Miss Addams: We seem to have had the text and the peroration; perhaps I can make a little application at the end.
I suppose, after all, the patriotism we are trying to work out in America goes down to the idea of making self-government a successful affair and finding out the proper machinery, so that the ideas which were transmitted to us by the fathers may be made to work in the complicated citizen, "the nation of teeming nations," of which Whitman spoke.
I have been very much impressed with the maps that are being made at Hull House, showing something of the effect of the small parks upon juvenile delinquency. It has been discovered that within certain distance of these parks the number of juvenile arrests has declined. I cannot give exact statistics, but the maps show an astonishing diminution of the red and blue pins, which represent the boys and girls who have been delinquent.
It used to be that the bright boys who were elected to the few offices seemed to be the ones who from the beginning managed the "gangs." They get all of their political training, all of their training in self-government, all of their ability to manage other fellows and to come into inter-relation with these boys. The fellow who can keep the others from being arrested because he knows where the police will be at a given time, or because he knows the police and has a "stand in," has developed into the fellow who can get them out of trouble. That is all the training he has or which we have had for the leaders of democracy in our neighborhood; it is that which everybody is now beginning to think is at the basis of all our corruption. Here is the man who protects his friends, the one who has favors to give, the one who assumes that he and his friends are entitled to special privileges. This is the provision that teaches the boys, not that the entire community is their affair, but teaches them how to get ready to be the type of corrupt politician which all of you at the other end of town are engaged in decrying.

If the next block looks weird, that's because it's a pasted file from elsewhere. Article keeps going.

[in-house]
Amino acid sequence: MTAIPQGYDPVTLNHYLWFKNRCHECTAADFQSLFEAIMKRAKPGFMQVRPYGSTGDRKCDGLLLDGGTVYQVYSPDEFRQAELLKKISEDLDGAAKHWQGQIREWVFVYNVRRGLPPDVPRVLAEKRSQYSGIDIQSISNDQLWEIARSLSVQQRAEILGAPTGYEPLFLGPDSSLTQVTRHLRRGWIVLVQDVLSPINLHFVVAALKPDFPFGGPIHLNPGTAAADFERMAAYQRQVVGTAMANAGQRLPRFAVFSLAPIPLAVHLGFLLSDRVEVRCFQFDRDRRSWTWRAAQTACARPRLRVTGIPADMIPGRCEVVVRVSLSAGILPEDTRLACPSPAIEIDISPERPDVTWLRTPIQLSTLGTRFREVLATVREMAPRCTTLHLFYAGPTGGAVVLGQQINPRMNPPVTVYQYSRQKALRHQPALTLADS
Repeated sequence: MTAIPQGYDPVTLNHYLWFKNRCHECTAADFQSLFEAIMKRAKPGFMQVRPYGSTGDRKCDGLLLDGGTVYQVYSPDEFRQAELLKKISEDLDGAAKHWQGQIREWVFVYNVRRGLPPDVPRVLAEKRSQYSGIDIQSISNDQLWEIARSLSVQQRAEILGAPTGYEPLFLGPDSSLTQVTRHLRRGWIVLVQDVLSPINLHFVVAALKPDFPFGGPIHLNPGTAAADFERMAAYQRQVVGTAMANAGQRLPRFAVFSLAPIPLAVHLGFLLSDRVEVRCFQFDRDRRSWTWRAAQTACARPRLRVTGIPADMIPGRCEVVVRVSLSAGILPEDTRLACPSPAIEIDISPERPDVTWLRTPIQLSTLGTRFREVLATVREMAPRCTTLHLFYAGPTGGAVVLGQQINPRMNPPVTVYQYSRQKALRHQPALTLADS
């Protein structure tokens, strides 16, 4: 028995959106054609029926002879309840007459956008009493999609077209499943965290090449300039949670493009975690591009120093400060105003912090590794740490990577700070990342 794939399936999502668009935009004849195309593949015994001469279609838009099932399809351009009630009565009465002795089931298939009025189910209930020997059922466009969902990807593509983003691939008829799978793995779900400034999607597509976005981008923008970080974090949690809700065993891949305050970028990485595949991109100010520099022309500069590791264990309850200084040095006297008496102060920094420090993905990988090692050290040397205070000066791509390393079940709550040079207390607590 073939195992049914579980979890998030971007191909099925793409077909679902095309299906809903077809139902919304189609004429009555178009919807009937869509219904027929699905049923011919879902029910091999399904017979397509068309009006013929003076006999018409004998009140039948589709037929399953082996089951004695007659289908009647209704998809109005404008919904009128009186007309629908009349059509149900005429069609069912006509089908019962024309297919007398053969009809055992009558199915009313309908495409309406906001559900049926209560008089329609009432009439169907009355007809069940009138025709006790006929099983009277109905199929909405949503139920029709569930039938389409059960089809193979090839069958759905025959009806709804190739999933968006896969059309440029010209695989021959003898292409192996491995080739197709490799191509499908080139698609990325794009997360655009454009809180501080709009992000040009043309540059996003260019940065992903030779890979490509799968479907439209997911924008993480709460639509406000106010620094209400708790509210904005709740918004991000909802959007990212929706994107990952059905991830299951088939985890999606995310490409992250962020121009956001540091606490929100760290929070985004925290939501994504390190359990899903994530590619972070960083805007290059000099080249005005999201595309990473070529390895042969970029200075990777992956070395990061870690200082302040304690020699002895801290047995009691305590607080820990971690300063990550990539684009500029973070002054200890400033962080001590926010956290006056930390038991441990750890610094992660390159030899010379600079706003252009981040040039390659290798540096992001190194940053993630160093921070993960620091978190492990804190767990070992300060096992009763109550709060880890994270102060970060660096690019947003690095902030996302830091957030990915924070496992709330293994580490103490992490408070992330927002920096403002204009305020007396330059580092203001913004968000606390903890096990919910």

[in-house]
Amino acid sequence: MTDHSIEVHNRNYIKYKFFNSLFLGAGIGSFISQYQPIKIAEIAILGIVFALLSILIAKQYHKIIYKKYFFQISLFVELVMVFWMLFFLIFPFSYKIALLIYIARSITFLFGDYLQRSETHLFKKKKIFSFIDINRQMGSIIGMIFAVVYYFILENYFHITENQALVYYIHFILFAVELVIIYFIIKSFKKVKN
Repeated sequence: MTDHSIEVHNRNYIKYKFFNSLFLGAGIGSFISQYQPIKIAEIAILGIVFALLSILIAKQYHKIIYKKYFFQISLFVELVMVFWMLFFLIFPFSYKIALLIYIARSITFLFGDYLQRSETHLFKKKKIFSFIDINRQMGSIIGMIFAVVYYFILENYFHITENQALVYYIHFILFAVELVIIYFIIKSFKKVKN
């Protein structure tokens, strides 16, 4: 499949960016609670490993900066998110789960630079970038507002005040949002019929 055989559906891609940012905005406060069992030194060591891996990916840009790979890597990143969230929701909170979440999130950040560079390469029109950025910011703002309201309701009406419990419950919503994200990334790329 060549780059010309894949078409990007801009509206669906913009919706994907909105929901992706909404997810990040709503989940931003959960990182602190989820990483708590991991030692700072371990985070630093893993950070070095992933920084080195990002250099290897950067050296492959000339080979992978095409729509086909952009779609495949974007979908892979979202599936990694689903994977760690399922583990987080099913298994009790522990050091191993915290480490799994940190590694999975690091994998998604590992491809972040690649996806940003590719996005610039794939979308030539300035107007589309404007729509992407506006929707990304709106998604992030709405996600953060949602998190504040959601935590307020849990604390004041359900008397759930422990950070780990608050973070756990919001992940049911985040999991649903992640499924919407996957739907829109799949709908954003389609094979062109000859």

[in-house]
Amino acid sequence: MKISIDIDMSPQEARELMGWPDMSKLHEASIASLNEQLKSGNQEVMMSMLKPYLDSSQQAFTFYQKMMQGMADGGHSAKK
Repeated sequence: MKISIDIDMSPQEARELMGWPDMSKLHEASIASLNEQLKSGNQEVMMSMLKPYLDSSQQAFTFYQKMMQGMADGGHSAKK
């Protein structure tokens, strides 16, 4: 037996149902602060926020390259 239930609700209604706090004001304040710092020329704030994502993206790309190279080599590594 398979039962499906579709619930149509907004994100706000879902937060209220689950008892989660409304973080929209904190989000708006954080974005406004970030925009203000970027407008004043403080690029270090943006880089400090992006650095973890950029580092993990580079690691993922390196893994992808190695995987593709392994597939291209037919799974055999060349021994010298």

Take these very gangs and put them into the small parks. The business of the policeman is not to arrest them, but to see that the grounds are used fairly and with a certain amount of fair play. The boys who then begin to rise into prominence are those which naturally excel in the ideas for which the boys at these moments hold. But it is not the boy who has this peculiar power of protecting from outside authority or to preserve his friends from the operation of the law, or who is able to secure favors for one group.
I should therefore say that one application of the various sermons we have heard this morning would be the extension of the operations which will teach the boys and the girls to come into self-government relations when they are still young, still ready to form their notions of human relationships as it works out in action, not as told them at school or somewhere else. If the small parks are going to bring this about, then it seems to me it is clear that it is the business of those people who believe in the desirability of self-government to see to it that these parks are extended which will give the children a chance to start in the right direction.
I once had a wise man tell me that we could not get a man for alderman who had not had experience in a gang. I did not quite see what he meant, but since the opening of the small parks and we have had the chance to study into the delinquency, I see a clue which perhaps we might follow up.
There is perhaps another difficulty – that of getting into your celebration something which will appeal to the various peoples which will connect their past with the present, which will make it seem reasonable that they should have some enthusiasm. And when we get down to that old saying of Plato, "That the excellent alone is the permanent," at any rate we get around to the belief that the excellent alone is the basis of good patriotism.